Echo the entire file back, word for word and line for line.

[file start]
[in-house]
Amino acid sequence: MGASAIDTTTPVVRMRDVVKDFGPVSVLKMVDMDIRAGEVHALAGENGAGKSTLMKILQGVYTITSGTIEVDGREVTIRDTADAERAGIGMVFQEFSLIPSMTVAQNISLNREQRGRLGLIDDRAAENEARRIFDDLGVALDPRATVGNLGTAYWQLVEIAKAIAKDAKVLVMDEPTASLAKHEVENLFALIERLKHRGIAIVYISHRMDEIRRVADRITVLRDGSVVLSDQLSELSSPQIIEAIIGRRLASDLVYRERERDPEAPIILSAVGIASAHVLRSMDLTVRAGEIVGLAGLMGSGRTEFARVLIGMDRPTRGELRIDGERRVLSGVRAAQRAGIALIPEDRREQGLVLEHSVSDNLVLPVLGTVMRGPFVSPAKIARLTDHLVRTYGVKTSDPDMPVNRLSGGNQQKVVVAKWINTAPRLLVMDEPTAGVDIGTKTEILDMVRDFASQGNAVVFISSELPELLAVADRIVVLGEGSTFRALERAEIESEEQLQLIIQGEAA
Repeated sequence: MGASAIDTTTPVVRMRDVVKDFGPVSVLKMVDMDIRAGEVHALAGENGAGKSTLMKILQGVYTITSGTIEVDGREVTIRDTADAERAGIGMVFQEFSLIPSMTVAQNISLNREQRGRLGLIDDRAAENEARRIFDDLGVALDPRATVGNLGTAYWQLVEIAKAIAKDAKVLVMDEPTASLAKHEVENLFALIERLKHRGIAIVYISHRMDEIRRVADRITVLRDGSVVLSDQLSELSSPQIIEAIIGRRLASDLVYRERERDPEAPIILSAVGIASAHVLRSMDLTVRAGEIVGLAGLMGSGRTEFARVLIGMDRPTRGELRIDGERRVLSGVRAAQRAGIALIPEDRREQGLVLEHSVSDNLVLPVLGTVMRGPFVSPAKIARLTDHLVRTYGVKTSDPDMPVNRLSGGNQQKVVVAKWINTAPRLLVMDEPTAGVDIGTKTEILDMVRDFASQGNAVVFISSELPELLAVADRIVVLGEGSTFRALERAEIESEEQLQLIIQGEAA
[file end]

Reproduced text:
[in-house]
Amino acid sequence: MGASAIDTTTPVVRMRDVVKDFGPVSVLKMVDMDIRAGEVHALAGENGAGKSTLMKILQGVYTITSGTIEVDGREVTIRDTADAERAGIGMVFQEFSLIPSMTVAQNISLNREQRGRLGLIDDRAAENEARRIFDDLGVALDPRATVGNLGTAYWQLVEIAKAIAKDAKVLVMDEPTASLAKHEVENLFALIERLKHRGIAIVYISHRMDEIRRVADRITVLRDGSVVLSDQLSELSSPQIIEAIIGRRLASDLVYRERERDPEAPIILSAVGIASAHVLRSMDLTVRAGEIVGLAGLMGSGRTEFARVLIGMDRPTRGELRIDGERRVLSGVRAAQRAGIALIPEDRREQGLVLEHSVSDNLVLPVLGTVMRGPFVSPAKIARLTDHLVRTYGVKTSDPDMPVNRLSGGNQQKVVVAKWINTAPRLLVMDEPTAGVDIGTKTEILDMVRDFASQGNAVVFISSELPELLAVADRIVVLGEGSTFRALERAEIESEEQLQLIIQGEAA
Repeated sequence: MGASAIDTTTPVVRMRDVVKDFGPVSVLKMVDMDIRAGEVHALAGENGAGKSTLMKILQGVYTITSGTIEVDGREVTIRDTADAERAGIGMVFQEFSLIPSMTVAQNISLNREQRGRLGLIDDRAAENEARRIFDDLGVALDPRATVGNLGTAYWQLVEIAKAIAKDAKVLVMDEPTASLAKHEVENLFALIERLKHRGIAIVYISHRMDEIRRVADRITVLRDGSVVLSDQLSELSSPQIIEAIIGRRLASDLVYRERERDPEAPIILSAVGIASAHVLRSMDLTVRAGEIVGLAGLMGSGRTEFARVLIGMDRPTRGELRIDGERRVLSGVRAAQRAGIALIPEDRREQGLVLEHSVSDNLVLPVLGTVMRGPFVSPAKIARLTDHLVRTYGVKTSDPDMPVNRLSGGNQQKVVVAKWINTAPRLLVMDEPTAGVDIGTKTEILDMVRDFASQGNAVVFISSELPELLAVADRIVVLGEGSTFRALERAEIESEEQLQLIIQGEAA